When the GuardianUK newspaper broke a story about a data analytics company called Cambridge Analytica and its role in collecting the private data of British and American citizens, African social media did not go apoplectic. This was despite the fact that the same company also allegedly had a hand in two of the continents largest countries’ elections, Nigeria and Kenya.
Even when the #deletefacebook hashtag emerged in the countries most affected by this revealing story, we did not bother. At least not enough for anyone in charge of the application to be worried. For now.
There were no reports of marked decreases of Facebook users in Africa or in the region. There were however calls for at least follow up investigations on the role of Cambridge Analytica in Nigeria and Kenya’s elections. But beyond that, we would be hard pressed to find similar local public outcry about these latest developments as in the global north.
On their own, and because of the global reach of Facebook, the allegations levelled at the latter are very serious. Not only for their disregard for the right to privacy of individuals using the applications but also for the intended political effects of data gathering and development of algorithms that affect political behaviour.
As the Canadian born whistle-blower Christopher Wylie said in his testimony before a British parliamentary committee, the effect of the alleged interference and targeted conversion (from not just a click or like but to action such as donations or attending an event) of users would have had an evident impact on, for example, the UK’s Brexit referendum result.
A mixture of data algorithims and an allegedly deliberate pursuit of orchestrated political electoral outcomes motivated this. And the real life impact of manipulation of either facebook or other social media platforms to interfere not only with political processes but also their meaning is something that is definitely going to pre-occupy most western democracies.
Inclusive of the alleged role the Russians played in similar manoeuvres during the last USA presidential election.
Where it concerns us in Africa, there is ambivalence about a similar role being played in our political processes. Where Cambridge Analytica is accused of possibly/allegedly having tried to influence the Kenyan and Nigerian elections, the outcry is relatively muted. And in most cases, it is conveyed via the same platforms to limited response or support from users (based in Africa or its Diaspora).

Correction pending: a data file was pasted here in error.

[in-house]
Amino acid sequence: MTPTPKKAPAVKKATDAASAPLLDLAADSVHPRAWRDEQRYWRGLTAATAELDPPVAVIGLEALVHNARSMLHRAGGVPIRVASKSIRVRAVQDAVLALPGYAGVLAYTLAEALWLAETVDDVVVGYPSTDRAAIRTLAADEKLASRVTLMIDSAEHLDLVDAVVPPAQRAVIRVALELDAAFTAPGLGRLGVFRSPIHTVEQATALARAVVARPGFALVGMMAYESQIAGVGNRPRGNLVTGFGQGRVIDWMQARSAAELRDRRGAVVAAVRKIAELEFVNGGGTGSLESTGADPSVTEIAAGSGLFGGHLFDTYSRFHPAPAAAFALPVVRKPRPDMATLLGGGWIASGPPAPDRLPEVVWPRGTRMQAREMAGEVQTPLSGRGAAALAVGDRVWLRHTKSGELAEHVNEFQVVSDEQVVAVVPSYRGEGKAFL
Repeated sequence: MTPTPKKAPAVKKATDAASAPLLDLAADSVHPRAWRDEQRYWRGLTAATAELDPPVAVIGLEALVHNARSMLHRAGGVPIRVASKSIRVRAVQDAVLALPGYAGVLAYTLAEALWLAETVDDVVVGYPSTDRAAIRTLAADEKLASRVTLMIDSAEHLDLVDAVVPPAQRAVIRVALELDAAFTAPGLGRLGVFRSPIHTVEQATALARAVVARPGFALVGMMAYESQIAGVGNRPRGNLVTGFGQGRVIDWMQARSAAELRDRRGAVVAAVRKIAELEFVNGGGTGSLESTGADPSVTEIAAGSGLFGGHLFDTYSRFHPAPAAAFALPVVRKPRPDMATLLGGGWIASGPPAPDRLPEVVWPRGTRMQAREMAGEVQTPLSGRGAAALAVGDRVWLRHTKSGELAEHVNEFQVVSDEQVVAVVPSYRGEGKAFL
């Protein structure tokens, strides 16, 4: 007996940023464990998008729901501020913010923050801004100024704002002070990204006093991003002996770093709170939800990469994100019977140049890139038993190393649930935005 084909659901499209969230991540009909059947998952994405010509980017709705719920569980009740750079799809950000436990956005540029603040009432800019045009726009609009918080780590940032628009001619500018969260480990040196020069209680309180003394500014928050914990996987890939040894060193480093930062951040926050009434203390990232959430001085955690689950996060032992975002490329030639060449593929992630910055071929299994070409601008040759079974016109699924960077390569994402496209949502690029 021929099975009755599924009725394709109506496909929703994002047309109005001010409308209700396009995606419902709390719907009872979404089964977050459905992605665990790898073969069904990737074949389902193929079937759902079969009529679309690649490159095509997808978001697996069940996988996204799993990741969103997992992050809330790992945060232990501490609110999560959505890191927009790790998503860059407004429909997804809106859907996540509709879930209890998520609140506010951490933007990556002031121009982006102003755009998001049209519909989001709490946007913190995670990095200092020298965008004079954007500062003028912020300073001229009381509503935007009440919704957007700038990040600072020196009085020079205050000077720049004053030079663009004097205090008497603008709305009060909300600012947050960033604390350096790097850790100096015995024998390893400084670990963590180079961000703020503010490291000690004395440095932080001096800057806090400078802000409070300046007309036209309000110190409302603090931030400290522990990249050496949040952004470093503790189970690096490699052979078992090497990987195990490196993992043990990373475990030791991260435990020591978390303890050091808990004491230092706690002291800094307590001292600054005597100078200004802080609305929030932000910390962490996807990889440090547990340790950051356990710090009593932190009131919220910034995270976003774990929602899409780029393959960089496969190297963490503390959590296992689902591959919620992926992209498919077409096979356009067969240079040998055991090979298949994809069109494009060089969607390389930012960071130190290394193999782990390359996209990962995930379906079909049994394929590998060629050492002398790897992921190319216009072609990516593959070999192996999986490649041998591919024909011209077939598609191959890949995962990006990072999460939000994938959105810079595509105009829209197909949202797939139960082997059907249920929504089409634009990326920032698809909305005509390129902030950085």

So we have to examine the meaning of the phenomenon that is Facebook on the continent. With over 170 million users as of December 2017, it is a key access to information, entertainment platform for many of us. More often than not because our mainstream media may not be providing us with the sort of quick access to information and entertainment that we may prefer. But also because we want to be globally connected. And its enabling of free expression together with access to information is a good thing.
But where such a platform/application begins to have serious problems around data collection as it affects privacy and allegedly seeks to target specific users/voters for specific political outcomes, then we would be well within our right to also call it to order. This is despite the fact that we are far from its most significant centre and have very limited (legislative/technological/market) power over it or its owners.
Also given the fact that whatever algorithms it develops and applies on its users even if done globally have contextual effect. This includes determining newsfeeds based on your own personal preferences as opposed to what may obtain in reality. The latter point being that sometimes the social media application can tell you what you prefer to hear/see than what is factual.
The key difference however is that there are still comparatively fewer Africans connected to social media or the internet. So it may not matter as much that Facebook is facing the serious allegations that it is on this side of the world. But there is no doubt that some if not a greater majority of African governments may decide to tighten controls on social media use and its impact on political processes.
Not because they will have any direct evidence of such tampering, but more because they will follow the lead of the governments that are currently affected in the global north. Or those that already have had a carrot and stick approach to Facebook that are in the global east.
The full import of what Facebook is alleged to have done shall be seen via the inquiries that are ongoing or yet to begin in the global north. What that means for us in Africa may be that social media’s mechanics are not so global in meaning after all. Context matters. So do algorithms and the political/profit intentions of powerful individuals that control them.
The only plus is we now have an idea of how it all works. And we must gird ourselves to protect our universal rights to free expression, access to information and privacy.